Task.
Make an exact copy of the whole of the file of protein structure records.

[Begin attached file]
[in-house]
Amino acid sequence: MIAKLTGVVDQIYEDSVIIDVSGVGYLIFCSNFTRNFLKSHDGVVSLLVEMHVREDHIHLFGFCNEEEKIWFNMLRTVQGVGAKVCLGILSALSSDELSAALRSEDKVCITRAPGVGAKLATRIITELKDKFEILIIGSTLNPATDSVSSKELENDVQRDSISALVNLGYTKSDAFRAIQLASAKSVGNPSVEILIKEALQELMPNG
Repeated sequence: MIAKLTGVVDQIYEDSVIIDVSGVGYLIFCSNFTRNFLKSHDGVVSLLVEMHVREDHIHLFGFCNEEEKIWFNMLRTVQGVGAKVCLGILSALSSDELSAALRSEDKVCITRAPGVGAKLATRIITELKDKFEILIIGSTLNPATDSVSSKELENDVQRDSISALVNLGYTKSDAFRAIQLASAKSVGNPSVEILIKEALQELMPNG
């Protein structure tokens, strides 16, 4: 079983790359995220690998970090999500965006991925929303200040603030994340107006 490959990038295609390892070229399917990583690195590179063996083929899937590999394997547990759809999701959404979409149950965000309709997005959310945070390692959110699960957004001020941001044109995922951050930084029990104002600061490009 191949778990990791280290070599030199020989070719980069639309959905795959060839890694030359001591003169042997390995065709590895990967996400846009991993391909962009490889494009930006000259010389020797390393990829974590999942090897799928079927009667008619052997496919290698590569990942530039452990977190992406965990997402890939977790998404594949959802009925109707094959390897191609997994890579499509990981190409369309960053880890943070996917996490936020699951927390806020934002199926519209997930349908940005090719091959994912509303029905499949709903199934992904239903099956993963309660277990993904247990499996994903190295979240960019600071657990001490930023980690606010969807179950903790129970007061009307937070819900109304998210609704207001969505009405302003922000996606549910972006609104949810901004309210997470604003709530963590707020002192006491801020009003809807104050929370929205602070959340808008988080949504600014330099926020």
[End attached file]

[in-house]
Amino acid sequence: MIAKLTGVVDQIYEDSVIIDVSGVGYLIFCSNFTRNFLKSHDGVVSLLVEMHVREDHIHLFGFCNEEEKIWFNMLRTVQGVGAKVCLGILSALSSDELSAALRSEDKVCITRAPGVGAKLATRIITELKDKFEILIIGSTLNPATDSVSSKELENDVQRDSISALVNLGYTKSDAFRAIQLASAKSVGNPSVEILIKEALQELMPNG
Repeated sequence: MIAKLTGVVDQIYEDSVIIDVSGVGYLIFCSNFTRNFLKSHDGVVSLLVEMHVREDHIHLFGFCNEEEKIWFNMLRTVQGVGAKVCLGILSALSSDELSAALRSEDKVCITRAPGVGAKLATRIITELKDKFEILIIGSTLNPATDSVSSKELENDVQRDSISALVNLGYTKSDAFRAIQLASAKSVGNPSVEILIKEALQELMPNG
């Protein structure tokens, strides 16, 4: 079983790359995220690998970090999500965006991925929303200040603030994340107006 490959990038295609390892070229399917990583690195590179063996083929899937590999394997547990759809999701959404979409149950965000309709997005959310945070390692959110699960957004001020941001044109995922951050930084029990104002600061490009 191949778990990791280290070599030199020989070719980069639309959905795959060839890694030359001591003169042997390995065709590895990967996400846009991993391909962009490889494009930006000259010389020797390393990829974590999942090897799928079927009667008619052997496919290698590569990942530039452990977190992406965990997402890939977790998404594949959802009925109707094959390897191609997994890579499509990981190409369309960053880890943070996917996490936020699951927390806020934002199926519209997930349908940005090719091959994912509303029905499949709903199934992904239903099956993963309660277990993904247990499996994903190295979240960019600071657990001490930023980690606010969807179950903790129970007061009307937070819900109304998210609704207001969505009405302003922000996606549910972006609104949810901004309210997470604003709530963590707020002192006491801020009003809807104050929370929205602070959340808008988080949504600014330099926020």